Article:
- The Washington Times - Friday, March 16, 2007

While college hoops fans sweat the five bucks they laid out to enter their office bracket contests, advertisers will be counting the hundreds of millions of dollars spent on commercials and promotions during March Madness.

Companies likely will spend more than $500 million on commercials and sponsorships over the next 15 days, ensuring that the National Collegiate Athletic Association men’s basketball tournament will bring in more television advertising money than any other sports championship in America, including the NFL playoffs and Super Bowl.

“It’s a very valuable property,” said Chris Hornberger, advertising manager for automaker Pontiac, which is sponsoring scholarships and ticket giveaways during the NCAA tournament. “It’s 21/2 weeks, and people are very passionate.”

That passion might lead to a big drop in office productivity, but it’s a big motivator for advertisers who view the tournament as one of the most desirable and lucrative events on television. Since 2000, Pontiac parent company General Motors has spent more than $400 million on television advertising during the tournament, and other major companies such as AT&T;, Anheuser-Busch and Coca-Cola routinely spend between $10 million and $20 million each year.

Every 30-second commercial during this weekend’s games alone will represent more than $200,000 in ad dollars spent, and by the Final Four, advertisers will be shelling out more than $1 million for a half-minute spot. Only the Super Bowl commands a higher price.

“There’s really nothing else like it,” said Susan McDermott, a spokeswoman for Coca-Cola, which is in the fifth year of a 10-year advertising deal with the NCAA. “Fans live and breathe and die with their teams. It’s a very desirable audience because they’re watching games and they’re not changing channels.”

All those ad dollars are welcomed with open arms by CBS, which is in the fifth year of a $6 billion contract to televise the tournament through 2014, and has broadcast the tournament live since 1982. During the current television contract alone, CBS has seen advertising revenue rise more than 40 percent, according to TNS Media Intelligence, an advertising research firm in New York. And advertisers are fiercely loyal to the tournament: More than 83 percent of the tournament’s network television revenue comes from returning advertisers, many of whom have multiyear agreements with the NCAA or CBS.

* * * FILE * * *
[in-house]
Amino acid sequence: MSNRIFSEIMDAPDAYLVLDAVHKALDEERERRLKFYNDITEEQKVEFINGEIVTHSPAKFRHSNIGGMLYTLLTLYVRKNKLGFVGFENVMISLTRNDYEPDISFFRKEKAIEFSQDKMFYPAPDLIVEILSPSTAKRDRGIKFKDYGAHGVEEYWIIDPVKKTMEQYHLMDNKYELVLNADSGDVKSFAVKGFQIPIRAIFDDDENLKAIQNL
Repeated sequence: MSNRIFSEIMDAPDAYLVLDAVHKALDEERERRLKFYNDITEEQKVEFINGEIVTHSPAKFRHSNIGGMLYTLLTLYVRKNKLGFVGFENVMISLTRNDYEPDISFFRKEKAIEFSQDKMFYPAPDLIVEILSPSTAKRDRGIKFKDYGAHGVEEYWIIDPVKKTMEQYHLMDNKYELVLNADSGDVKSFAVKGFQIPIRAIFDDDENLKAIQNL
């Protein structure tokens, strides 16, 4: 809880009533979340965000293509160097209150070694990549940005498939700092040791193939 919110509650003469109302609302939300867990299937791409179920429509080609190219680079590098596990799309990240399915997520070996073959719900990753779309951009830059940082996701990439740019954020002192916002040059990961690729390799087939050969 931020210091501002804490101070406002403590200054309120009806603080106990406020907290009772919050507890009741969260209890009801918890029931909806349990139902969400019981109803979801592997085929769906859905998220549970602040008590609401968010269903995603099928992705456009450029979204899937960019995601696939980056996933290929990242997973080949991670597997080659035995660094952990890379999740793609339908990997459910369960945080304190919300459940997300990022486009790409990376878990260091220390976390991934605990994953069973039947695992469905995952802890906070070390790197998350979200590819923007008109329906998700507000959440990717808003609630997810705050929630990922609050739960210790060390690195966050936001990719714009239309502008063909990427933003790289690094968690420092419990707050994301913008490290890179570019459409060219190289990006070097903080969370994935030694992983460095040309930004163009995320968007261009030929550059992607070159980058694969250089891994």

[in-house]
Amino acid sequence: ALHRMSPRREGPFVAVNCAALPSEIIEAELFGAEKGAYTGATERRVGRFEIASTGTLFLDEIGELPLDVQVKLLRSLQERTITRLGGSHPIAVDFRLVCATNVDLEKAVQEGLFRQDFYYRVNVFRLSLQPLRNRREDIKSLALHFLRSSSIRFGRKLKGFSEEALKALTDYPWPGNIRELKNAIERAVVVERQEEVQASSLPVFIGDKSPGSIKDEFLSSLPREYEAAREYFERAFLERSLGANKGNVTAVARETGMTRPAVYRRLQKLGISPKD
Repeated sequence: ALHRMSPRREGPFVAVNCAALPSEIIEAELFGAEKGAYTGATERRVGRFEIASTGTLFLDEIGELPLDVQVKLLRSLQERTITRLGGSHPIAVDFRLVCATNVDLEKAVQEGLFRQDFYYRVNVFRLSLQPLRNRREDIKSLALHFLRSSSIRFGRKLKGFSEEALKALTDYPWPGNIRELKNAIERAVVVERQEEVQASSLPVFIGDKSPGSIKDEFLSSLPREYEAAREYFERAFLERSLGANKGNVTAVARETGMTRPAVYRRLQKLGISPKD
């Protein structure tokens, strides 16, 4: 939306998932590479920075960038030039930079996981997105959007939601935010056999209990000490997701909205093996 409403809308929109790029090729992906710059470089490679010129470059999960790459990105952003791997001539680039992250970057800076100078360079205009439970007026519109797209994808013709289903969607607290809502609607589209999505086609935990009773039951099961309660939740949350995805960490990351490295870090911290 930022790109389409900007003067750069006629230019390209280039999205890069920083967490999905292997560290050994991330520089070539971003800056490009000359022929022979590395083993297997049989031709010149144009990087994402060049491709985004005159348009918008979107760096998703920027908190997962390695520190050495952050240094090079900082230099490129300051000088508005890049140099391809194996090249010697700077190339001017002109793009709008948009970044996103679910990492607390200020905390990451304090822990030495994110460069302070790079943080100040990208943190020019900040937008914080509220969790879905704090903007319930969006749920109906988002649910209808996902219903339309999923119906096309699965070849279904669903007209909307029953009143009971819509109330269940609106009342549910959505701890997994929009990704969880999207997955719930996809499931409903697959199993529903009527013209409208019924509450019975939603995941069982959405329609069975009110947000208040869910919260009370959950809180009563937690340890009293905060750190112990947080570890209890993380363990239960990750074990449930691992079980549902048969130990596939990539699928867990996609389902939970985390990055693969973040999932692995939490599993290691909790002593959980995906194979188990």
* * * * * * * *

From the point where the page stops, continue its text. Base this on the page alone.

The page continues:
“The NCAA tournament is obviously a big opportunity for us because it’s an extremely visible event that’s spread out over three weeks and reaches much of our target audience,” said Steven Schwadron, a spokesman for AT&T;, which sponsors CBS’ halftime show during the tournament.

TNS said viewers of the NCAA tournament are highly attractive to advertisers. They’re young, male and aren’t prone to channel surfing.

“It’s definitely a male-driven audience with a pretty desirable demographic,” said Jon Swallen, TNS’ senior vice president of research. “They’re college educated, tend to be more affluent and are younger. They don’t watch a lot of TV, and when they do, it’s scattered and fragmented. If it [attracts] a hard-to-reach audience, it commands a premium.”

Coca-Cola’s Miss McDermott said the company will introduce new commercials for its brands this week, with extra emphasis on targeting young males with its Coke Zero product. Other companies such as Microsoft, Cingular Wireless (now part of AT&T;) and Pontiac have promotional efforts geared toward young people with disposable incomes.

“We feel our cars are for youthful-minded people,” Pontiac’s Mr. Hornberger said. “It’s a perfect tie-in for us because the NCAA is all about performance.”

This year, several companies, including Marriott and Dell, have enhanced their NCAA tournament advertising by sponsoring CBS’ March Madness On Demand service, which allows fans to watch out-of-market NCAA games on their computers using a high-speed Internet connection. The sponsorship allows the companies to run commercials during breaks in the broadcast and create banner advertisements around the viewing window.

The NCAA tournament is undoubtedly one of the most unique events in sports, but it is also unique in the percentage of advertising it brings in compared with college basketball’s regular season. Despite more than 300 regular season men’s basketball games broadcast nationally, about three-fourths of the advertising revenue tied to sport comes during this last month of the season. Last year, the regular season pulled in $165 million in ad revenue, compared with $497 million from the tournament.

Other sports report an opposite split. College football’s postseason bowl games, for instance, represent about 22 percent of total ad revenue for the sport each year. And the NFL, despite massive ratings for its playoff games and the Super Bowl, earns about 80 percent of advertising dollars during the regular season.

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